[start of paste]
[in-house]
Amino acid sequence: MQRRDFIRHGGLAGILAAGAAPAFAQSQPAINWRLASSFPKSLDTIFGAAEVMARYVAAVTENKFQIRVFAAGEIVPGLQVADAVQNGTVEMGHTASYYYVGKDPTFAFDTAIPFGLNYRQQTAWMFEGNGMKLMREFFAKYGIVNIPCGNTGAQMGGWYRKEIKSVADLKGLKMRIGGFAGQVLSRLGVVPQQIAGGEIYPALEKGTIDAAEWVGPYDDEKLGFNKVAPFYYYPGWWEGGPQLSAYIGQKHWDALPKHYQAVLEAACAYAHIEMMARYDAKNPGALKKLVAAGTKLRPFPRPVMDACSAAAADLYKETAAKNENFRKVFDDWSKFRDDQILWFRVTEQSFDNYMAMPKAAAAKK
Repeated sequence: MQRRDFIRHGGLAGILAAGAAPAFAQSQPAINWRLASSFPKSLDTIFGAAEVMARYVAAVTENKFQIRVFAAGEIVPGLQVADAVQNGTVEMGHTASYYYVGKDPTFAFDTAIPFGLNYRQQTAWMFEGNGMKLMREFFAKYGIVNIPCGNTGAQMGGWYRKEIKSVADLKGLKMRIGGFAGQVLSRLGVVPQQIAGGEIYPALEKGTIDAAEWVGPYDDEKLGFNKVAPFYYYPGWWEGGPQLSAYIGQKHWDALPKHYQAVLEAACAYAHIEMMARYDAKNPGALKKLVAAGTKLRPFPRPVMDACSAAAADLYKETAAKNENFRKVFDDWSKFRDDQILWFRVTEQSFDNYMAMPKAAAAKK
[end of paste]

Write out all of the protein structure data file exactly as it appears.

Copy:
[in-house]
Amino acid sequence: MQRRDFIRHGGLAGILAAGAAPAFAQSQPAINWRLASSFPKSLDTIFGAAEVMARYVAAVTENKFQIRVFAAGEIVPGLQVADAVQNGTVEMGHTASYYYVGKDPTFAFDTAIPFGLNYRQQTAWMFEGNGMKLMREFFAKYGIVNIPCGNTGAQMGGWYRKEIKSVADLKGLKMRIGGFAGQVLSRLGVVPQQIAGGEIYPALEKGTIDAAEWVGPYDDEKLGFNKVAPFYYYPGWWEGGPQLSAYIGQKHWDALPKHYQAVLEAACAYAHIEMMARYDAKNPGALKKLVAAGTKLRPFPRPVMDACSAAAADLYKETAAKNENFRKVFDDWSKFRDDQILWFRVTEQSFDNYMAMPKAAAAKK
Repeated sequence: MQRRDFIRHGGLAGILAAGAAPAFAQSQPAINWRLASSFPKSLDTIFGAAEVMARYVAAVTENKFQIRVFAAGEIVPGLQVADAVQNGTVEMGHTASYYYVGKDPTFAFDTAIPFGLNYRQQTAWMFEGNGMKLMREFFAKYGIVNIPCGNTGAQMGGWYRKEIKSVADLKGLKMRIGGFAGQVLSRLGVVPQQIAGGEIYPALEKGTIDAAEWVGPYDDEKLGFNKVAPFYYYPGWWEGGPQLSAYIGQKHWDALPKHYQAVLEAACAYAHIEMMARYDAKNPGALKKLVAAGTKLRPFPRPVMDACSAAAADLYKETAAKNENFRKVFDDWSKFRDDQILWFRVTEQSFDNYMAMPKAAAAKK